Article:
ADHD – the controversy

Channel 4 are currently doing  documentary about whether a child’s naughty behaviour is just misbehaving or they are born naughty. Many disorders are mentioned in this series with ADHD (attention deficit hyperactivity disorder) and autism being the main areas explored. ADHD is particularly controversial due to the difficulty in uncovering the true cause of these behaviours arising. It is important to understand whether the struggling parents have children with an underlying problem or whether the children just need more discipline. The controversy arises as symptoms are very hard to detect as underlying from biological causes or just parents needing to initaiate harsher parenting. This is a hard topic as parents are very reluctant to think of their children’s problems as a result of their parent technique – if it works with one child why shouldn’t it with another. The answer lies in this statement, every child is different and therefore needs different techniques to show them how to behave properly. 

ADHD is a common disorder with 1 in 20 children being diagnosed symptoms involve short attention span, hyperactivity, problems with sleep and impulsive behaviour. ADHD is treated by Ritalin, a drug that reduces the hyperactivity to make it more manageable for the child to handle the outbursts. Also this helps parents and teachers to better handle these children in a large classroom. Without these drugs and even in some severe cases the children will have to be taken out of mainstream schooling as the problems to difficult to handle in a classroom with 30 other children needing attention.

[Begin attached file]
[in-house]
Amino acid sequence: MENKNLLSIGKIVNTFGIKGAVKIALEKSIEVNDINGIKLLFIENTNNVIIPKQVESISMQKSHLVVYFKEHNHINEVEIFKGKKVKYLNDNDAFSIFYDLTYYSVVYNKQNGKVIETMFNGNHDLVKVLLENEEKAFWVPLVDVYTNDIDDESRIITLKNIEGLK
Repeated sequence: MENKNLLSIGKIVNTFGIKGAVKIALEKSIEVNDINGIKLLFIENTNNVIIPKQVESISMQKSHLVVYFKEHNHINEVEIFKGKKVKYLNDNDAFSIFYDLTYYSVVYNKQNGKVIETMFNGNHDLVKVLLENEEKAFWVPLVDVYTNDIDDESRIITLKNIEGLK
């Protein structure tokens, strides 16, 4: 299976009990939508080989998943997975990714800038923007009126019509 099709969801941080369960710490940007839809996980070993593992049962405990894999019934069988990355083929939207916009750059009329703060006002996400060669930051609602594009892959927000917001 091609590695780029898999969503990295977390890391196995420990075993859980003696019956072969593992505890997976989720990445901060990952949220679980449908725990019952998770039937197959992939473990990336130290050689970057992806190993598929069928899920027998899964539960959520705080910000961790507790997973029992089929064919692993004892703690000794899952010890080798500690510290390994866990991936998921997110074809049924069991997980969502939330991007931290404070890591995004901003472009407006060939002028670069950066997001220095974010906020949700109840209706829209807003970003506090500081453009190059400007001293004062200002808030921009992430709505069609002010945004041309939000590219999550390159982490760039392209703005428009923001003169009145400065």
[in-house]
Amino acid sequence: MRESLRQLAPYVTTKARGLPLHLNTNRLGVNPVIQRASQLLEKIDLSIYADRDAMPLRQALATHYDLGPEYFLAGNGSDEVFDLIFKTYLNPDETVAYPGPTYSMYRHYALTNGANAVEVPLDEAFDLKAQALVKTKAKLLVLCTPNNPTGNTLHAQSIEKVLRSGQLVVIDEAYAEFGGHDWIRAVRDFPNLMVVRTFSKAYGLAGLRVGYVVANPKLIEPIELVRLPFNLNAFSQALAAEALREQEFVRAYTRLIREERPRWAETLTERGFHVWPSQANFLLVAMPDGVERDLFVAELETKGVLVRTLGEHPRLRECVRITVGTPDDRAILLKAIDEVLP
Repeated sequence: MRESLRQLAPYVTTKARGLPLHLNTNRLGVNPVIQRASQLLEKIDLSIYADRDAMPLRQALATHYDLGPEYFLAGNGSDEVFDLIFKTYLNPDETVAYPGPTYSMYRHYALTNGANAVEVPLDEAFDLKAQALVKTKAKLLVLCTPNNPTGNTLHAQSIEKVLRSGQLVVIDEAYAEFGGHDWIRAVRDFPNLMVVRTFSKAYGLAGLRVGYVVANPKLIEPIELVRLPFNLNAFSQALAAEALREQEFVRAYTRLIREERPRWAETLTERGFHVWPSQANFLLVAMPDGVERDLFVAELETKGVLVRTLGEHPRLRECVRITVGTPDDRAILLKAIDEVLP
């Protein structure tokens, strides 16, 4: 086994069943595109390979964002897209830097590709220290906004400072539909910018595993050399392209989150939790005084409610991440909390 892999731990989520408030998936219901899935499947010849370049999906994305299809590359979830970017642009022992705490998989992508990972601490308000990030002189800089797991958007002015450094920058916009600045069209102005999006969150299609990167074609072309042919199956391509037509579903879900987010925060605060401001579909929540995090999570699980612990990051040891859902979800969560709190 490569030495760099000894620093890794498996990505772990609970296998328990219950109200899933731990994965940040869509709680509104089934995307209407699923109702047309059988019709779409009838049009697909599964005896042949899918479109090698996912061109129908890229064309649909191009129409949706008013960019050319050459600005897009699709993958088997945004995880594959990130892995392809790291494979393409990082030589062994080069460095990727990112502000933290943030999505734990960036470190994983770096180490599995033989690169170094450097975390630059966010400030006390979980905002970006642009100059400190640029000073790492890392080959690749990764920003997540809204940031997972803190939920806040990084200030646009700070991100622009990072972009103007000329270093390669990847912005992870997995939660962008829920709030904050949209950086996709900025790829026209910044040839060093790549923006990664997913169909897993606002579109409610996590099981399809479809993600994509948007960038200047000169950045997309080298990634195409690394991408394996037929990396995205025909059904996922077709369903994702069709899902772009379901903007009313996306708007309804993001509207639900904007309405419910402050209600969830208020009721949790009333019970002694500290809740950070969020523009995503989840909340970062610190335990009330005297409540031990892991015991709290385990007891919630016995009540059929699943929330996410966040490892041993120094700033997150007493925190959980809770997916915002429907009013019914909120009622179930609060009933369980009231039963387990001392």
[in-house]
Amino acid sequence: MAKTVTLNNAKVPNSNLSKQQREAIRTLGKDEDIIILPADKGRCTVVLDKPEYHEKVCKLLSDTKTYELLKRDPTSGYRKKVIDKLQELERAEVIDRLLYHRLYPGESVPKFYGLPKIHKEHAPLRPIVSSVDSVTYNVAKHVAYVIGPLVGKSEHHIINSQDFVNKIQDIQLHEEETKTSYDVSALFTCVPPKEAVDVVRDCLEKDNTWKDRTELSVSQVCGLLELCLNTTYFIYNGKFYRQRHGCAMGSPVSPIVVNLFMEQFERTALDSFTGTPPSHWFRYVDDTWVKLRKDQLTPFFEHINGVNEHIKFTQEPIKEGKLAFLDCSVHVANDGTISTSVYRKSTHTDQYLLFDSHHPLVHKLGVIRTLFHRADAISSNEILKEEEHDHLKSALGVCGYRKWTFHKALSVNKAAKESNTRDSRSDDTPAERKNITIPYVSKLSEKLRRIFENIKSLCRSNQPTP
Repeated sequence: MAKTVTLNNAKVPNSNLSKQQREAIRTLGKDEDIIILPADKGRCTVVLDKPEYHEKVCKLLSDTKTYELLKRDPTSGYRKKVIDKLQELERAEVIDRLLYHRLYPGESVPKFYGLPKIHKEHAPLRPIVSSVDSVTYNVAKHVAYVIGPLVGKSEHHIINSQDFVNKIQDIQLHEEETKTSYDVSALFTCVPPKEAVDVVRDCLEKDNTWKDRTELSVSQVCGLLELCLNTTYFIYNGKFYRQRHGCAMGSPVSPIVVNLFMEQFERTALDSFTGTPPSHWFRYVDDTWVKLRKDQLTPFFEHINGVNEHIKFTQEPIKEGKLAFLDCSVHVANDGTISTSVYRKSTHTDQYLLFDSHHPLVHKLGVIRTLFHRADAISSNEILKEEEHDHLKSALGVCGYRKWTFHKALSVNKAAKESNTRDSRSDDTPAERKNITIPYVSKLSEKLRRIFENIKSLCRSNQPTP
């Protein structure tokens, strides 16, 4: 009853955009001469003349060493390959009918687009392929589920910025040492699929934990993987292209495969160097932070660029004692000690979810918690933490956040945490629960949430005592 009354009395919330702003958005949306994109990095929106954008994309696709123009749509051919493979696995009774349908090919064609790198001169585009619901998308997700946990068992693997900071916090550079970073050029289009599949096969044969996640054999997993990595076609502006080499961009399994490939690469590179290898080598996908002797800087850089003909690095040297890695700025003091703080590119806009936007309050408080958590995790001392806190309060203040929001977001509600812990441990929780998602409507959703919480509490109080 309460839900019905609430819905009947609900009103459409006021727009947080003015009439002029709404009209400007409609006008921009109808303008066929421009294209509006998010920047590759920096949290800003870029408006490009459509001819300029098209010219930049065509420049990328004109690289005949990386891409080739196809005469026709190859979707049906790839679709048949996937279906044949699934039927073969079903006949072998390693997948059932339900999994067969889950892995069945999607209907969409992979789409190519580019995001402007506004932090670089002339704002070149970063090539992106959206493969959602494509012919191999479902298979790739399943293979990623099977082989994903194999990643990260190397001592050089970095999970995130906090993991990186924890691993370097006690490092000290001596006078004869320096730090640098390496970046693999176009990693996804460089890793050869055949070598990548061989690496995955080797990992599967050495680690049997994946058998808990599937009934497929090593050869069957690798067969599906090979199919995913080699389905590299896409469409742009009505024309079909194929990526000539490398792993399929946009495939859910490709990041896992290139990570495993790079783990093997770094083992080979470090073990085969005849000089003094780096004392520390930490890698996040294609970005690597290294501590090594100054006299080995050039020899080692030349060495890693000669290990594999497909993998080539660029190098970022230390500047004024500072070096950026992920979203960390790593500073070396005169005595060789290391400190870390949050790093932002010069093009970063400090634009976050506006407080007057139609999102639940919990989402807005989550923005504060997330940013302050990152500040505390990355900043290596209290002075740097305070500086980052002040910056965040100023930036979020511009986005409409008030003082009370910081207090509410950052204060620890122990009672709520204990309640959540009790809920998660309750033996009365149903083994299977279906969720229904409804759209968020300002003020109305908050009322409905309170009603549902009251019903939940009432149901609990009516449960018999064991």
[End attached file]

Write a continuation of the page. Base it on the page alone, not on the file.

It is important to know the distinction between the causes of hyperactive behaviour so that children aren’t mis-labelled with ADHD as this could potentially end with children being put on Ritalin medication unnecessarily. Misdiagnosing the cause can induce side effects but more importantly can be detrimental to a child’s self esteem. If children are put on medication for a problem that could be solved through different parenting methods they could start believing that they have deeper problems than they actually do. Furthermore with such a stigma held around these disorders a wrong diagnosis may induce labelling by friends and teachers. One common label for these children is ‘problem child’ this type of label can initiate perceived bad behaviour in this child as this is what is expected whether they have ADHD or not. Side effects for misuse of this drug can be severe such as giving a euphoric high making the hyperactive behaviours even worse – without the label of ADHD these could have been treated through a regime of different parenting techniques.

In light of these detrimental effects from a wrong disgnoses I feel that ADHD is to harshly treated. We know that Ritalin works but is there a more subtle and less invasive treatment so as to not alienate the children and to avoid misdiagnosis and the consequences that go with that. Giving this treatment to children of 5+ years seems very young to give a life of tablets and checkups. What if more subtle regimes that haven’t been tested due to Ritalin being so effective actually work. I feel these other treatments are much more valuable if they can allow children to behave better without giving them a harming label. 


One thought on “ADHD – the controversy

  1. Emma- my 10 year old son is diagnosed with aspergers and ADHD. I’ve been able to successfully take him of meds with a natural supplement routine. He takes magnesium citrate, glycine and fish oil. His treacher said his behavior and mood really improved with the supplements and he was able to focus about as well.

    Liked by 1 person

Leave a Reply

Fill in your details below or click an icon to log in: Logo

You are commenting using your account. Log Out /  Change )

Google photo

You are commenting using your Google account. Log Out /  Change )

Twitter picture

You are commenting using your Twitter account. Log Out /  Change )

Facebook photo

You are commenting using your Facebook account. Log Out /  Change )

Connecting to %s